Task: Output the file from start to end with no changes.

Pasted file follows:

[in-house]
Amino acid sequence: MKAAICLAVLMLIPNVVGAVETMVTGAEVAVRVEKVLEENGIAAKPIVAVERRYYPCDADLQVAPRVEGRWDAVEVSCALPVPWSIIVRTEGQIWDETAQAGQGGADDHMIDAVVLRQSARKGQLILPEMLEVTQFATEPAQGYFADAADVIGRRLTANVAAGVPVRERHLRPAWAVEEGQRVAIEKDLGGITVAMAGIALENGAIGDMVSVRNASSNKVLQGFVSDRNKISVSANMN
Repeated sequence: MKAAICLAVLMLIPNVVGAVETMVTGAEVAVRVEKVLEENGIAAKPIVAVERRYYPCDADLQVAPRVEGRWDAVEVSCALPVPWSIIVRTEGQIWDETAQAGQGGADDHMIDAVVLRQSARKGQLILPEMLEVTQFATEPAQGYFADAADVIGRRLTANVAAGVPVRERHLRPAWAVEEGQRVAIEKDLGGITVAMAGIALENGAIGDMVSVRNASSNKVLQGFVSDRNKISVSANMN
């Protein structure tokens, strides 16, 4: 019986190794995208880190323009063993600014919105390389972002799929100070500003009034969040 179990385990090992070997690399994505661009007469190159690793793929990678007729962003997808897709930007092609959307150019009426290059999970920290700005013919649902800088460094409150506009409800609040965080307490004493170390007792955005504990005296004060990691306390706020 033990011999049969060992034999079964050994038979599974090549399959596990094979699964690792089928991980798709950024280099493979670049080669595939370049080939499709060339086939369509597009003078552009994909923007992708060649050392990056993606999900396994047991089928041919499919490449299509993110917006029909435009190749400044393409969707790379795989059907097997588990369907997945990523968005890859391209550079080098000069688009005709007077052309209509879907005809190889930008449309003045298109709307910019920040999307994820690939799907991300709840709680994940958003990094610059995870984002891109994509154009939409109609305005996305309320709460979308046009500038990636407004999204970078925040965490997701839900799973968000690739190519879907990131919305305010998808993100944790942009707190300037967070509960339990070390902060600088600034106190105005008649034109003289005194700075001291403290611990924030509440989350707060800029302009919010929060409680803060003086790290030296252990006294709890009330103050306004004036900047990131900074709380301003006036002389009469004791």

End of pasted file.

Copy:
[in-house]
Amino acid sequence: MKAAICLAVLMLIPNVVGAVETMVTGAEVAVRVEKVLEENGIAAKPIVAVERRYYPCDADLQVAPRVEGRWDAVEVSCALPVPWSIIVRTEGQIWDETAQAGQGGADDHMIDAVVLRQSARKGQLILPEMLEVTQFATEPAQGYFADAADVIGRRLTANVAAGVPVRERHLRPAWAVEEGQRVAIEKDLGGITVAMAGIALENGAIGDMVSVRNASSNKVLQGFVSDRNKISVSANMN
Repeated sequence: MKAAICLAVLMLIPNVVGAVETMVTGAEVAVRVEKVLEENGIAAKPIVAVERRYYPCDADLQVAPRVEGRWDAVEVSCALPVPWSIIVRTEGQIWDETAQAGQGGADDHMIDAVVLRQSARKGQLILPEMLEVTQFATEPAQGYFADAADVIGRRLTANVAAGVPVRERHLRPAWAVEEGQRVAIEKDLGGITVAMAGIALENGAIGDMVSVRNASSNKVLQGFVSDRNKISVSANMN
């Protein structure tokens, strides 16, 4: 019986190794995208880190323009063993600014919105390389972002799929100070500003009034969040 179990385990090992070997690399994505661009007469190159690793793929990678007729962003997808897709930007092609959307150019009426290059999970920290700005013919649902800088460094409150506009409800609040965080307490004493170390007792955005504990005296004060990691306390706020 033990011999049969060992034999079964050994038979599974090549399959596990094979699964690792089928991980798709950024280099493979670049080669595939370049080939499709060339086939369509597009003078552009994909923007992708060649050392990056993606999900396994047991089928041919499919490449299509993110917006029909435009190749400044393409969707790379795989059907097997588990369907997945990523968005890859391209550079080098000069688009005709007077052309209509879907005809190889930008449309003045298109709307910019920040999307994820690939799907991300709840709680994940958003990094610059995870984002891109994509154009939409109609305005996305309320709460979308046009500038990636407004999204970078925040965490997701839900799973968000690739190519879907990131919305305010998808993100944790942009707190300037967070509960339990070390902060600088600034106190105005008649034109003289005194700075001291403290611990924030509440989350707060800029302009919010929060409680803060003086790290030296252990006294709890009330103050306004004036900047990131900074709380301003006036002389009469004791």